All plants are created equal – some are just more equal than others.
For those who practice permaculture, certain plants are key elements for regenerative design, serving to: build soils; provide wind breaks as well as fodder for stock and bees; protect other plants from frost and excess sun; hold stream banks and hillsides; serve as firewood; and of course provide food.
Tree lucerne (tagasaste) is a prime example of a permaculture plant. We use it on our farm to: fix nitrogen in the soil; protect young avocado trees from frost and sunburn; provide wind protection for the market gardens; feed bees and hungry mama goats.
We plant hundreds each year so we propagate them ourselves on a regular basis.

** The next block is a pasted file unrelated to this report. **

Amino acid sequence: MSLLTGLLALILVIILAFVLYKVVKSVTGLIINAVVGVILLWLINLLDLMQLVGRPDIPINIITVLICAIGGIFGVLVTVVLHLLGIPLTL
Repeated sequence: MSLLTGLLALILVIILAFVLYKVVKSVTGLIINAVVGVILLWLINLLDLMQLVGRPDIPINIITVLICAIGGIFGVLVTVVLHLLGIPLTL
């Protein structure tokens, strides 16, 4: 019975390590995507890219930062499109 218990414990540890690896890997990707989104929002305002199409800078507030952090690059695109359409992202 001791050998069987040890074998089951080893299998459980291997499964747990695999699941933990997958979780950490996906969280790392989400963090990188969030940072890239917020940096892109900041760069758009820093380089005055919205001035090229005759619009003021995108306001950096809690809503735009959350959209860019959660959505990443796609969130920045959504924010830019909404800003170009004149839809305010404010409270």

Another example that many farmers in our hilly region use is poplar in the form of 3 metre poles. They are used in slip-prone areas to stabilise slopes while stock is still present. Cows should be excluded for 3 to 4 years. The regional council subsidises the cost of them and offer free advice and which varieties to plant for different conditions.
Poplars can also be used as wind breaks. We planted these just over a year ago between two paddocks. Those are willow wands planted around the duck pond.
Along our stream we are planting sheoak (casaurina), also called river oak in Australia because of its extensive root system.
Cabbage trees are a NZ native that also help stabilise stream banks. We’ve planted hundreds over the last 18 months.
We have found hawthorn growing on our hillsides. It has a number of useful traits.
And finally, Jerusalem artichoke is another great permaculture plant. It’s an edible perennial that also produces a lot of organic matter above ground each year, which dies off in the winter. The tuber is the bit that’s eaten.
Favouring perennials over annuals is central to permaculture design. While we also have market gardens, I find it more fulfilling these days to be working with perennials.